A 'standard of excellence': Lombard Park District leader to retire

  • Paul Friedrichs

    Paul Friedrichs

 
 
Updated 3/29/2023 6:25 PM

Lombard Park District commissioners weren't caught off guard when Executive Director Paul Friedrichs announced Wednesday he will retire at the end of December.

He gave the park board enough notice to have a succession plan in place well in advance of his retirement. His successor will have some big shoes to fill once Friedrichs steps down after a 36-year career in parks and recreation.

 

"He has just established this standard of excellence for the park district that is just -- it's unbelievable his dedication to not just the park district, but the community in general," board President Dave Lemar said.

Friedrichs joined the park district 25 years ago. He became executive director in June 2007.

During his tenure, the district made a splash with Paradise Bay Water Park. Lombard voters in 2008 approved the construction of a new aquatic facility that would replace the aging Moran Water Park.

"He was involved with Paradise Bay's referendum and the building of that beautiful water park in town, under budget and on time," Lemar said. "The Madison Meadow Athletic Center was built without a referendum because of his fiscal responsibility, again, under budget and on time."

Friedrichs secured grants through the Illinois Department of Natural Resources for the redevelopment of the Four Seasons, Sunset Knoll and Southland parks. He also helped expand access to COVID-19 vaccines in 2021. The district partnered with Jewel-Osco to provide over 5,000 individuals with COVID-19 shots at the Madison Meadow Athletic Center.

by signing up you agree to our terms of service
                                                                                                                                                                                                                       
 

"It was about doing what's right. And Paul has just always done that," Lemar said. "And knowing that he has instilled that in the group that's coming up behind him is just really reassuring." Lemar told the Daily Herald the board intends to promote from within to fill the executive director job and keep the district "right down the same path."

"This whole process started a few years back and has pretty much culminated at this point," Lemar said of Friedrichs preparing for his retirement.

With the remainder of his time at the helm, Friedrichs will help develop the expansion plans for Lilacia Park while working to ensure a seamless transition. The board on Tuesday night approved a contract to buy the former Helen Plum library property adjacent to Lilacia Park, home to the former garden of Colonel William R. Plum, a Civil War veteran.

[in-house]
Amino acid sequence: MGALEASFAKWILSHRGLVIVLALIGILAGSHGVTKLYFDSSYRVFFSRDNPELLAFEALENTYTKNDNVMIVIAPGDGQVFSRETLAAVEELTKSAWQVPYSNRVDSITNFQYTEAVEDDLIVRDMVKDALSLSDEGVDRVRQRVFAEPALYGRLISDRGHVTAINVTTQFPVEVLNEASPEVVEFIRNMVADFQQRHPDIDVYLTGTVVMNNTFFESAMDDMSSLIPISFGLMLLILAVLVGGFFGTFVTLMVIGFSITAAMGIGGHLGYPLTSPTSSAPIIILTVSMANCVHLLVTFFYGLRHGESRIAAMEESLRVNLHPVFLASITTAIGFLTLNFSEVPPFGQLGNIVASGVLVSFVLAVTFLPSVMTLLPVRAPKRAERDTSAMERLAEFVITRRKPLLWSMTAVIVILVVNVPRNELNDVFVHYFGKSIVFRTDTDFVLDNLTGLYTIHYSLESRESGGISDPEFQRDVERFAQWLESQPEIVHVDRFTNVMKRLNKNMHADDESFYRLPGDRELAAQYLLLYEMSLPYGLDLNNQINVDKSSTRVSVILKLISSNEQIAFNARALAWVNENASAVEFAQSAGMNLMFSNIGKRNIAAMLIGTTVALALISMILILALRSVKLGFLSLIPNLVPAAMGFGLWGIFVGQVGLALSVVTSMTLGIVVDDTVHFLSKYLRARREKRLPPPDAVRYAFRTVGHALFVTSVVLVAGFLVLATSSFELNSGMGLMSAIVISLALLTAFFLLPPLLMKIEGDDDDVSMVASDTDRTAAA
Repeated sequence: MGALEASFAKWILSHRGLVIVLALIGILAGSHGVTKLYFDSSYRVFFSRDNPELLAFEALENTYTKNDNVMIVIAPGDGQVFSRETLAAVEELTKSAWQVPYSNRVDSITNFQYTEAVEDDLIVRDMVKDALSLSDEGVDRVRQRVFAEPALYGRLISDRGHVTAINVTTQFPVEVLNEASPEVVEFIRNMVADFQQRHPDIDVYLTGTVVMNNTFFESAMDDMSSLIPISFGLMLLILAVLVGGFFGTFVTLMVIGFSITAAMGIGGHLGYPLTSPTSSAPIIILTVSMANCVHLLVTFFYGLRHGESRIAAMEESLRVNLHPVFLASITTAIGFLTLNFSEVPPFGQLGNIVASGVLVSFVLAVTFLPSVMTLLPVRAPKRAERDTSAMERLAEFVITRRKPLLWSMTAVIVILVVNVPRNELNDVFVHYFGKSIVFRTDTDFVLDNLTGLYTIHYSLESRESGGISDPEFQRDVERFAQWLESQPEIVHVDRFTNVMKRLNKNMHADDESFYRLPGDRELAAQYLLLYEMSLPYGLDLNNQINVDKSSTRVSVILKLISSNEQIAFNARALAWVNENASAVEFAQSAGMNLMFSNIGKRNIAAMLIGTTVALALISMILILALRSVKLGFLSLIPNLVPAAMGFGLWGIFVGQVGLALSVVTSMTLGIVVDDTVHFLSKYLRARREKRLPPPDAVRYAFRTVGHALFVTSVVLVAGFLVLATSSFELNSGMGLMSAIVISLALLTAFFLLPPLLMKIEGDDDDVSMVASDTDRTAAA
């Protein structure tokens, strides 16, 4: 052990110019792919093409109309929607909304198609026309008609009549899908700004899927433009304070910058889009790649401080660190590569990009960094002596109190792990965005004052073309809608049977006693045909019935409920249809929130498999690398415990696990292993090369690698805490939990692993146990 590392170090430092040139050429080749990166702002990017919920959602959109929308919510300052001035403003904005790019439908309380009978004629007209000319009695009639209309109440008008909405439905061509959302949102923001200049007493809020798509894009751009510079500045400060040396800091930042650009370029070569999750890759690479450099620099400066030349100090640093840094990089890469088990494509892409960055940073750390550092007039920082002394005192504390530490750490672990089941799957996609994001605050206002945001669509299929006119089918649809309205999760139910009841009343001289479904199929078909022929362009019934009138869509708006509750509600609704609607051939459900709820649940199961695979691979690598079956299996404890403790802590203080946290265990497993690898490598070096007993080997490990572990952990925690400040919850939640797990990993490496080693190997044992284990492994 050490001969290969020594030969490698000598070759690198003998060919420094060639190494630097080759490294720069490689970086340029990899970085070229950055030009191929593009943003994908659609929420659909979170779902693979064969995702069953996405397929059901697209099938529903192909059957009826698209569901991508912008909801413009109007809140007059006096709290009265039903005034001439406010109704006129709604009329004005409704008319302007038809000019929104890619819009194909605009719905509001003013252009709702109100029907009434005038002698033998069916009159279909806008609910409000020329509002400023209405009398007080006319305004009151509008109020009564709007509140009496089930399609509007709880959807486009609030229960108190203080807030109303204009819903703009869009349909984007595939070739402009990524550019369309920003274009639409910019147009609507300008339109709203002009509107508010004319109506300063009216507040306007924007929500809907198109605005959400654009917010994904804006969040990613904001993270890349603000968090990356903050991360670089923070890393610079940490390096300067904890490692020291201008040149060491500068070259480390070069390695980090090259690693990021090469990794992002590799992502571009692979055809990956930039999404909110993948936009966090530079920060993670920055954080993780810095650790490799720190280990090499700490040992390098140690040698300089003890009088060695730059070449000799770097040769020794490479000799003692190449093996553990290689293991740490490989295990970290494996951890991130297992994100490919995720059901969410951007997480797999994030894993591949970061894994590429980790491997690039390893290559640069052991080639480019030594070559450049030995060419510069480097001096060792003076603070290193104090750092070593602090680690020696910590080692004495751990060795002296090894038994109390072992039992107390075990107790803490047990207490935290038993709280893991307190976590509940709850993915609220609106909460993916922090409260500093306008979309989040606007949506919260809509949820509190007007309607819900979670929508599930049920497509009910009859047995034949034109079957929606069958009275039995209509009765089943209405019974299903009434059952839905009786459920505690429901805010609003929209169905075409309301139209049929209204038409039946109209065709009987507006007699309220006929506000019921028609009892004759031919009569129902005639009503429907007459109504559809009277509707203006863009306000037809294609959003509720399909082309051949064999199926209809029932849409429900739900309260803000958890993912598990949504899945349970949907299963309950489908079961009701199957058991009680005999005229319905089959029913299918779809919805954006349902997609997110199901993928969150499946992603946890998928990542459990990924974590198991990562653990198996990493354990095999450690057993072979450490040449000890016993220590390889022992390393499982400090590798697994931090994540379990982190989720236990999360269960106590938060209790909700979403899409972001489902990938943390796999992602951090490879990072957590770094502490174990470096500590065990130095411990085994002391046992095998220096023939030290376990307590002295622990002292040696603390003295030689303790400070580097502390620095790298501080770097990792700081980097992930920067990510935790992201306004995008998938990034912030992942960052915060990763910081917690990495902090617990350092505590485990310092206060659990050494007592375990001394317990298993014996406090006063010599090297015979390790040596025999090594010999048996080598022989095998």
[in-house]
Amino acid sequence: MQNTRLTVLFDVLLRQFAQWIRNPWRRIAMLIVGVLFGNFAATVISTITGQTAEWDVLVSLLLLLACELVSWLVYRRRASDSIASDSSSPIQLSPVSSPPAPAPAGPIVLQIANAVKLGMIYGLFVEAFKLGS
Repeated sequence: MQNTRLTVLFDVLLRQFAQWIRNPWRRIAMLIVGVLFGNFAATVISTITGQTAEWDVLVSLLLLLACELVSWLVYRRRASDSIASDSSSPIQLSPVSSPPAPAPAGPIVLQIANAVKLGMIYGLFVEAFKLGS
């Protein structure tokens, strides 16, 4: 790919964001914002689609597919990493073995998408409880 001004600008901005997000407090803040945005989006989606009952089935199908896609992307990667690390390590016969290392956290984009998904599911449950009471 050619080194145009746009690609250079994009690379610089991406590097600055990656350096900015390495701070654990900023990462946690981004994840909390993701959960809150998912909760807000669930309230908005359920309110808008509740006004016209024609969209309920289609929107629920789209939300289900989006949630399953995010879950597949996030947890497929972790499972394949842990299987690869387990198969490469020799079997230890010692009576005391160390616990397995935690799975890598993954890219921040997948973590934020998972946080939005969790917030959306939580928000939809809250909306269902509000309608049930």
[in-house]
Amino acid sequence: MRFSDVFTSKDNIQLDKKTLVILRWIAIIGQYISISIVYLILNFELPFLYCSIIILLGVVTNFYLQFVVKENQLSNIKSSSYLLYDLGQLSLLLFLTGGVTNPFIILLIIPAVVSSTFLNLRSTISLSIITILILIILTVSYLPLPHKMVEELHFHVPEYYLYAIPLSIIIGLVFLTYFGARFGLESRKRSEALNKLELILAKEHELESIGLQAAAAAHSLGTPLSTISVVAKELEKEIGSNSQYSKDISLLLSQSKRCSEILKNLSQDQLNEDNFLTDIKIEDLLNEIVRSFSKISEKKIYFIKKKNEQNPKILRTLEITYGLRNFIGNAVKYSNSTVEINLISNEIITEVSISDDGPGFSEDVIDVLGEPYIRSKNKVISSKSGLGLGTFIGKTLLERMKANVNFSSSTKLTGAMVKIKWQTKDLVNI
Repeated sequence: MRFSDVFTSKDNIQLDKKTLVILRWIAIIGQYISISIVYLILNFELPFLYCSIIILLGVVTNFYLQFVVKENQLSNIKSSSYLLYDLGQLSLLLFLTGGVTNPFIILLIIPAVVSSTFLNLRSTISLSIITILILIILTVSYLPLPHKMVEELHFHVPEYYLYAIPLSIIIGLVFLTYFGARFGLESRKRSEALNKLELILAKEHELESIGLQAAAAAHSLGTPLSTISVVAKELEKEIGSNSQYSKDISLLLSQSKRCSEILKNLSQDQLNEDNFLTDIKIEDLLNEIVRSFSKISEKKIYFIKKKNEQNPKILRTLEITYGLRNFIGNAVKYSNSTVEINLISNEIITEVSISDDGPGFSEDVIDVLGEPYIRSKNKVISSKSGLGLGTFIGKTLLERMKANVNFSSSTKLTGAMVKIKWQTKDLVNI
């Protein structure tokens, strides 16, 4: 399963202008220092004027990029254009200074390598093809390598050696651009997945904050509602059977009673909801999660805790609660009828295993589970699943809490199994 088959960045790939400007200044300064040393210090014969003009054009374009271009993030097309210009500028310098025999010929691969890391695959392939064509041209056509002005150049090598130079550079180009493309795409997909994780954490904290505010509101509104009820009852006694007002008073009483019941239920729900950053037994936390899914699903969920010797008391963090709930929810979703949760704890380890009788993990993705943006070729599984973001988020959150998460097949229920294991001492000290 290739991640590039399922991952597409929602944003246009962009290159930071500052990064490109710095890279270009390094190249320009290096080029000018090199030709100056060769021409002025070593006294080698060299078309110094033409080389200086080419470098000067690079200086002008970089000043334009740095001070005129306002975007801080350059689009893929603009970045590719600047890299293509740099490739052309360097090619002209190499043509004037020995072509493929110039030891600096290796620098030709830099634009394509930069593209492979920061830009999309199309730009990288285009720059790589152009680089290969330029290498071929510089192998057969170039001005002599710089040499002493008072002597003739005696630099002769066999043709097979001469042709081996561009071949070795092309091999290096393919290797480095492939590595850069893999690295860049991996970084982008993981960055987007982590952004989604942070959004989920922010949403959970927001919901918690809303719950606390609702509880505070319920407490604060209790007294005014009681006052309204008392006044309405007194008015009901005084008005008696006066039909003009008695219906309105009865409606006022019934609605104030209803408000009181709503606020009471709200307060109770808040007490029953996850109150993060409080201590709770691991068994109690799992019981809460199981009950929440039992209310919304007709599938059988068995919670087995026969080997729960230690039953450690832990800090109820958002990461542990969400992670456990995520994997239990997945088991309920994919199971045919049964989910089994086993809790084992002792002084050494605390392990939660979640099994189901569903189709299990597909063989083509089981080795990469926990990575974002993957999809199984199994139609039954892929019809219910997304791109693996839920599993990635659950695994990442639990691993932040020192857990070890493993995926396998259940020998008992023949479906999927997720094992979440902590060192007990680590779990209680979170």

Under the terms of the contract, the park district will contribute $350,000 toward demolishing the structure as full payment for acquiring the main library site. The park district also has agreed to pay $168,000 for the purchase of three lots totaling 17,794 square feet immediately west of the shuttered library.

                                                                                                                                                                                                                       
 

With a new library set to open off Main Street next month, Helen Plum trustees will be responsible for hiring a contractor to tear down the old Maple Street building. The contract also calls for the library to have the demolition work completed on or before April 1, 2024. The park district is expected to close on the property purchase within a month after the building's demolition.

As far as next steps, Lemar expects district employees will reach out to landscape architects to take a look at the available spaces. "We are coming up on doing a comprehensive master plan, so that'll probably be part of that process, getting community input, seeing what the residents would like to see and then trying to implement it to the best of our abilities."

Friedrichs also will start the redevelopment of Southland, one of his last major projects. The district secured a $600,000 state grant for the neighborhood park improvements.

In a statement, he called his retirement decision "bittersweet."

"I've had the privilege of being the district's executive director for the past 16 years. Over that time, I have been supported by 20 different elected commissioners and have always appreciated their investment of time and energy on behalf of our residents," Friedrichs said. "My career has been very rewarding, having an amazing team behind me with an active and engaged community."

Over that time, the district also received several prestigious honors, including the National Recreation and Park Association's Gold Medal Award.

Go to comments: 0 posted
                                                                                                                                                                                                                       
 
Article Comments
Guidelines: Keep it civil and on topic; no profanity, vulgarity, slurs or personal attacks. People who harass others or joke about tragedies will be blocked. If a comment violates these standards or our terms of service, click the "flag" link in the lower-right corner of the comment box. To find our more, read our FAQ.